What is a ConnectCare Primary Care Physician or PCP?
A ConnectCare Primary Care Physician or "PCP," is your family "doctor" who will take care of all your healthcare needs. Your ConnectCare doctor has your medical records and will give you medical advice based on your medical needs. Your doctor can handle your basic medical needs, refer you for special care, and admit you into the hospital. You may contact your doctor 24 hours a day, seven days a week, including holidays. When attempting to contact your doctor, you may talk to your doctor directly, another doctor, or staff person based on the availability of your doctor.
How do I get a ConnectCare doctor?
- Your Medicaid caseworker should ask you to complete a ConnectCare Primary Care Physician enrollment form when applying for a Medicaid card.
- If you are an SSI (Supplemental Security Income) recipient, you may go to a DHS office to select a ConnectCare doctor once you have become Medicaid eligible or call ConnectCare at 1-800-275-1131 (1-800-285-1131 TDD), or if you are in the Central Arkansas area, call (501) 614-4689.
- You may select your doctor at his or her office. Your choice is valid from the date the office calls it into Medicaid.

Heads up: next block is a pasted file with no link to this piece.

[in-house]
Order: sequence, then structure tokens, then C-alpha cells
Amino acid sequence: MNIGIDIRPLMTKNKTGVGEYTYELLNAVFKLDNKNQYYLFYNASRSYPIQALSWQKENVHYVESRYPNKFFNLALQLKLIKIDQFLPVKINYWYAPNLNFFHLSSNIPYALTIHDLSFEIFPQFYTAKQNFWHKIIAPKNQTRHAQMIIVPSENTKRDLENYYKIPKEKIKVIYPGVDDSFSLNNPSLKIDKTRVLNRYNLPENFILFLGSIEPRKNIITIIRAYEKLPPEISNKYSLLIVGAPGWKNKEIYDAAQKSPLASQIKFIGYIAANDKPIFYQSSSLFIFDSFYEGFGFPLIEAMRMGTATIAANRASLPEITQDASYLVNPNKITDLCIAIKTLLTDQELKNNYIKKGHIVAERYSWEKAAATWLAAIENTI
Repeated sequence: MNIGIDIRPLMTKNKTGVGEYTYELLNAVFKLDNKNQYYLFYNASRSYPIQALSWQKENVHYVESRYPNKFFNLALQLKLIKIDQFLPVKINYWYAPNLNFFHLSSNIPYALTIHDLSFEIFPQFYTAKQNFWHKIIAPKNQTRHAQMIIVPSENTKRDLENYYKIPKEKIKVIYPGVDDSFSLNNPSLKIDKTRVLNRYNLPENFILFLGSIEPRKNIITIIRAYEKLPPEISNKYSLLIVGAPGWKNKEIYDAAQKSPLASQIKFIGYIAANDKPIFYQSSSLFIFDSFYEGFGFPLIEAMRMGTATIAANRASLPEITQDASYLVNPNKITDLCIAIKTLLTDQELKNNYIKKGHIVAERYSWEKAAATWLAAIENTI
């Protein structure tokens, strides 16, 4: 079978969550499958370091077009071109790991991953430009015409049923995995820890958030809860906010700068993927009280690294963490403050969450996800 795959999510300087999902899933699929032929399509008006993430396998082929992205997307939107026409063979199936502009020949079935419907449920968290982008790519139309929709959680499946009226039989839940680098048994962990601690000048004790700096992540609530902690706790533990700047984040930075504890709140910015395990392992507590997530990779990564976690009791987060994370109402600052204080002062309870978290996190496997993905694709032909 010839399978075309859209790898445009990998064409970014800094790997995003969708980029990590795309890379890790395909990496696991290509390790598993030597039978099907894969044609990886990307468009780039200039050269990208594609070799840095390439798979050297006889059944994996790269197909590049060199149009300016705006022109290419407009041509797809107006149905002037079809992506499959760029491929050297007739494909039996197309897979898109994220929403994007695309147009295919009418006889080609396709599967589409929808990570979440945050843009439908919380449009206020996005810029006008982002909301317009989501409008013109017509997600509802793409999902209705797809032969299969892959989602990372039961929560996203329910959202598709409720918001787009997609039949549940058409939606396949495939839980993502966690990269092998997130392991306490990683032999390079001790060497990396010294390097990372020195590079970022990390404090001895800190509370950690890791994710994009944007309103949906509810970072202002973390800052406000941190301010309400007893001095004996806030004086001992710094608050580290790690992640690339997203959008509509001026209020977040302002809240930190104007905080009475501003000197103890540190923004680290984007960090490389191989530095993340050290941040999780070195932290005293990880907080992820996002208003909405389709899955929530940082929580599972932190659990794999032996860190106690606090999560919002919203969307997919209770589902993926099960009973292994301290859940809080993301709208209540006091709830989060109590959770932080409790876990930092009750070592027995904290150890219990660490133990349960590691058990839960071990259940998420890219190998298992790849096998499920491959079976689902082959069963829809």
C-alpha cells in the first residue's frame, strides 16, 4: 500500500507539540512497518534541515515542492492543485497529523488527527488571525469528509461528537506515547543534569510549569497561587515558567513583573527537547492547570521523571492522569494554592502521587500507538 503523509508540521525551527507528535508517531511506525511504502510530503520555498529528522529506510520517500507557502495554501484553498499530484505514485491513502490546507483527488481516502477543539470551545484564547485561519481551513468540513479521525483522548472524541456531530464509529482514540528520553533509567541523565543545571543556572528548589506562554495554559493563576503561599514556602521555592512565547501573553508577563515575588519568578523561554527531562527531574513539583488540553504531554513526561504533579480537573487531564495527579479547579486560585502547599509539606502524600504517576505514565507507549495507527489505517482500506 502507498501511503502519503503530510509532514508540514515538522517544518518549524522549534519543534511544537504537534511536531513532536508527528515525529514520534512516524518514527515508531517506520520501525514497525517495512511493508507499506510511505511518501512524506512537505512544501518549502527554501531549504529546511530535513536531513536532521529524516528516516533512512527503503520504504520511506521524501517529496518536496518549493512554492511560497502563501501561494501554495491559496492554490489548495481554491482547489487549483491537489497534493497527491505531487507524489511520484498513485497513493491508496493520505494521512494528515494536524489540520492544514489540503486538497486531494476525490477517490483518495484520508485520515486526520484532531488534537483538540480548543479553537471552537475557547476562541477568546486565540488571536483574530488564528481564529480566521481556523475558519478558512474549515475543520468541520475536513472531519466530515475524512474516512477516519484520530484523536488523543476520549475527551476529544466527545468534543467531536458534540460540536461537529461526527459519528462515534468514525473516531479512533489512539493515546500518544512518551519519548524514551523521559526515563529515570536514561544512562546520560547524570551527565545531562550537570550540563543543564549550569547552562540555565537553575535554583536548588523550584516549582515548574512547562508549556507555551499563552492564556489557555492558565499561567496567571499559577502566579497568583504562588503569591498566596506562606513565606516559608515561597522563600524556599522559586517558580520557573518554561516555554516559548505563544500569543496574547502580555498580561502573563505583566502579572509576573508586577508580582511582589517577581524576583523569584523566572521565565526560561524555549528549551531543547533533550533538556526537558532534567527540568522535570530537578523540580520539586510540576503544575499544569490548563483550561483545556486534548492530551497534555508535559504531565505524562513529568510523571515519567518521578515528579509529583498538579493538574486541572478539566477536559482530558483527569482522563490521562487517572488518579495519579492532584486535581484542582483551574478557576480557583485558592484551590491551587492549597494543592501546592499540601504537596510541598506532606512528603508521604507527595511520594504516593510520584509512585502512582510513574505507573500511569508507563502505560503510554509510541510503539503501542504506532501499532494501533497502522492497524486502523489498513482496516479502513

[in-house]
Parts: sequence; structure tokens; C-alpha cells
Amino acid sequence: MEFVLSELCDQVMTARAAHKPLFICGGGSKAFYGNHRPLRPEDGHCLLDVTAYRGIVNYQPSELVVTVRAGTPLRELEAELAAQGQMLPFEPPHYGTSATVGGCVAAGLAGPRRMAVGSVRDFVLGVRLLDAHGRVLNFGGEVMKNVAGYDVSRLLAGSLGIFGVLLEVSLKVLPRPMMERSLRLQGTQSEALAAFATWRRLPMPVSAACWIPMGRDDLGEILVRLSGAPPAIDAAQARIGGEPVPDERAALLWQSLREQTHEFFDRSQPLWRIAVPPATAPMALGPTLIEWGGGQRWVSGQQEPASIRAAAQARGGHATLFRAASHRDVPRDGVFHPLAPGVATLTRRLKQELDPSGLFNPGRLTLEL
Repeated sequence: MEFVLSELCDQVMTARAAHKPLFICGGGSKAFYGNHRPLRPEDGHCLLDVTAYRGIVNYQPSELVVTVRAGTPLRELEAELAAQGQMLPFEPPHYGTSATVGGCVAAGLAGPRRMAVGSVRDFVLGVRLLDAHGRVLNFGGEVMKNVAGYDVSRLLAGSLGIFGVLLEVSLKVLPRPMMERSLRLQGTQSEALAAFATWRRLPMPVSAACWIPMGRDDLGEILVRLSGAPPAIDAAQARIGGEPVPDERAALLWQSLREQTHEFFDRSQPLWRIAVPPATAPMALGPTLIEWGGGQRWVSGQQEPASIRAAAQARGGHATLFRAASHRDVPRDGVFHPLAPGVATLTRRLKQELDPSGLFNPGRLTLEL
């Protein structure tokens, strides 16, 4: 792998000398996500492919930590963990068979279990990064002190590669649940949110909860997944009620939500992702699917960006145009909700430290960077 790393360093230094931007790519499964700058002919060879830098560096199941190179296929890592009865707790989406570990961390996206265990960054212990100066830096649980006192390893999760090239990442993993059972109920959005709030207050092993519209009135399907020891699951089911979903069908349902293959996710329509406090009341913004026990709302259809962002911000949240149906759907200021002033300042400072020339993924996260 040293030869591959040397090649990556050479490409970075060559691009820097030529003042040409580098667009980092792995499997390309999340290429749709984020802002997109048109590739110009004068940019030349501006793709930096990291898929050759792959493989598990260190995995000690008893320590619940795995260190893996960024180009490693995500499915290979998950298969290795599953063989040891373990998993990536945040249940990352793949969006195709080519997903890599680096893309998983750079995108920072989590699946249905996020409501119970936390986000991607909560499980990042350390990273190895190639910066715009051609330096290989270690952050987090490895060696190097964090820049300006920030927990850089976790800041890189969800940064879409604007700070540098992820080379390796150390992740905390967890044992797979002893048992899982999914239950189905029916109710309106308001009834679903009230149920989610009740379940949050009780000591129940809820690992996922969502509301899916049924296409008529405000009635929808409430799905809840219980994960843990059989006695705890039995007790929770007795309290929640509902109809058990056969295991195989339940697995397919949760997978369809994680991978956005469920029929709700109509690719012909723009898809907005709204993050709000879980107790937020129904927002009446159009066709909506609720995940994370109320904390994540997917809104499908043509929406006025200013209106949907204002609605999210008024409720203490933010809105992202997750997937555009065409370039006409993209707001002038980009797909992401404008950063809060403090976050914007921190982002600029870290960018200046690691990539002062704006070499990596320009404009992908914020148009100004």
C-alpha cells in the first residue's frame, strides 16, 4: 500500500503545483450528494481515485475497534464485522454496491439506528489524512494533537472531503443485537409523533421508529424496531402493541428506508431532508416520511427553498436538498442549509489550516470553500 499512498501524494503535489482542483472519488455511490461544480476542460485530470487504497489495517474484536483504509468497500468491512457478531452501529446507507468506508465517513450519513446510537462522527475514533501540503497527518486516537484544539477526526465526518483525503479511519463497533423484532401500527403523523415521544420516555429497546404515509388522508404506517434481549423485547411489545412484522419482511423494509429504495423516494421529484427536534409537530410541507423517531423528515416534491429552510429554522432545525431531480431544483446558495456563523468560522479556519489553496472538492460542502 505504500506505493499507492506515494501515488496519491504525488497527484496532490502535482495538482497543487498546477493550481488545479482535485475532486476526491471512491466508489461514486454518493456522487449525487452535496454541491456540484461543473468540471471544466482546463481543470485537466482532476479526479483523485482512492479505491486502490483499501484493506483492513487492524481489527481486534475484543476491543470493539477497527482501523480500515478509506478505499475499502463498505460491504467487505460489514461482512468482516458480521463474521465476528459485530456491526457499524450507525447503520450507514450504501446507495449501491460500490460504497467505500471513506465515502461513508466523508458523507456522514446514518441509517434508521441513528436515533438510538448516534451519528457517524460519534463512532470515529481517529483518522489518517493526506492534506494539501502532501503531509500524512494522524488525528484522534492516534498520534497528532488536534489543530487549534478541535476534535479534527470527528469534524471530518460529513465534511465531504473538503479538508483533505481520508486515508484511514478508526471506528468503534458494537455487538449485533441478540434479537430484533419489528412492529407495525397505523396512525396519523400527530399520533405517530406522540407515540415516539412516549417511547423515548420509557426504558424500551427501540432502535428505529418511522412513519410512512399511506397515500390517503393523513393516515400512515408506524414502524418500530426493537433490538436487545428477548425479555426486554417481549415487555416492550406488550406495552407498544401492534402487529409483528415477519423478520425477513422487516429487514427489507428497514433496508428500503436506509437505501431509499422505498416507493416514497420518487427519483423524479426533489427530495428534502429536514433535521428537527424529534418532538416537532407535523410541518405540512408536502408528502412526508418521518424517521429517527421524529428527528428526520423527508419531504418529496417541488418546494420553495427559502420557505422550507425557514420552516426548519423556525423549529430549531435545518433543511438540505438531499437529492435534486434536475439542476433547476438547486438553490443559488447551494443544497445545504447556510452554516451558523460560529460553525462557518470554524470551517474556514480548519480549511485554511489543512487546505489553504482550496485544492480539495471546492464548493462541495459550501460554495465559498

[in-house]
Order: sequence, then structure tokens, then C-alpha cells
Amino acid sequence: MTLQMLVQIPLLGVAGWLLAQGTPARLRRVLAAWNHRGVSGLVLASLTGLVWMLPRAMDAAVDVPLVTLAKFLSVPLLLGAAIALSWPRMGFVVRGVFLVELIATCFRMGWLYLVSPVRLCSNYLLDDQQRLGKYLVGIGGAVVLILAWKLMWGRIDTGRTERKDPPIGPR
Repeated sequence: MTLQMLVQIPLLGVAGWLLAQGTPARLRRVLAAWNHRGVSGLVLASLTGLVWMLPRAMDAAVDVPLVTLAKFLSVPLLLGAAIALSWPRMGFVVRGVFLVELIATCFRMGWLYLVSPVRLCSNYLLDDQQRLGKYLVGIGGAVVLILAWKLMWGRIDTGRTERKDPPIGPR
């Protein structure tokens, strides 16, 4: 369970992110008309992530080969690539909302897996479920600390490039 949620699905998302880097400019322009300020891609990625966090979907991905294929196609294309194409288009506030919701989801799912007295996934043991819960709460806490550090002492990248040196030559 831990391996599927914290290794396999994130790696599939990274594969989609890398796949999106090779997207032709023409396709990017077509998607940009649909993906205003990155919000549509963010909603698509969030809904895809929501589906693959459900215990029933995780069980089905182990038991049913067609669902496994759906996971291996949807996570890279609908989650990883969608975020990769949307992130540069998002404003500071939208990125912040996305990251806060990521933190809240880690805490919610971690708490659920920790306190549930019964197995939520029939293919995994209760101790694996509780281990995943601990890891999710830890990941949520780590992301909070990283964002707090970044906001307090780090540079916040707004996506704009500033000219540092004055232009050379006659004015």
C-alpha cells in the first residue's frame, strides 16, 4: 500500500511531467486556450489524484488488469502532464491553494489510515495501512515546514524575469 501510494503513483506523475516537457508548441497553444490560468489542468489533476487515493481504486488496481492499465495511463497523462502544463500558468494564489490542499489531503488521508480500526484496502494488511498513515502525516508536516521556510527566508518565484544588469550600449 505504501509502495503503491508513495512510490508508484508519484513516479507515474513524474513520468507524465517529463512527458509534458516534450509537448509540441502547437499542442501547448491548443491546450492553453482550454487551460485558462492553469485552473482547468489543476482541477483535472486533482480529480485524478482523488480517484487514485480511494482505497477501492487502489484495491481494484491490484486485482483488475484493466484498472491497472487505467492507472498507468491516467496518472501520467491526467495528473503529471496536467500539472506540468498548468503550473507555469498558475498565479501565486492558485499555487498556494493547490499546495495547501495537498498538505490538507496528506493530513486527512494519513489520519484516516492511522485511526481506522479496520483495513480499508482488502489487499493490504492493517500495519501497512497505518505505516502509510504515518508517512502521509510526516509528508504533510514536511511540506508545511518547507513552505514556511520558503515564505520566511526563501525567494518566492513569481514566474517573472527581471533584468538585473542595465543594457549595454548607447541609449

- You may call the ConnectCare Help Line at 1-800-275-1131 (1-800-285-1131 TDD), or if you are in the Central Arkansas area, call 614-4689, 6:00 am to 10:00 pm Monday – Friday.
- You also may request a doctor using the online assign/change form on our website at www.seeyourdoc.org. Please note that using this method DOES NOT guarantee your request. If you need a doctor immediately, please call the Help Line.
I need mental health and/or substance abuse treatment, but I have no insurance or way to pay for it. How can I get help?
Community Mental Health Centers (CMHC) provide services for priority populations and persons with limited financial resources. Priority populations are served first and include Act 911 of 1989 forensic patients, including those jailed and recently released, and patients certified as seriously emotionally disturbed or seriously mentally ill. Other patients are served as resources allow. These facilities provide a full array of services, including individual and group therapy, medication management and case management. For the location of the mental health center in your area please go here. It is possible that your CMHC may allow a reduced payment option for services.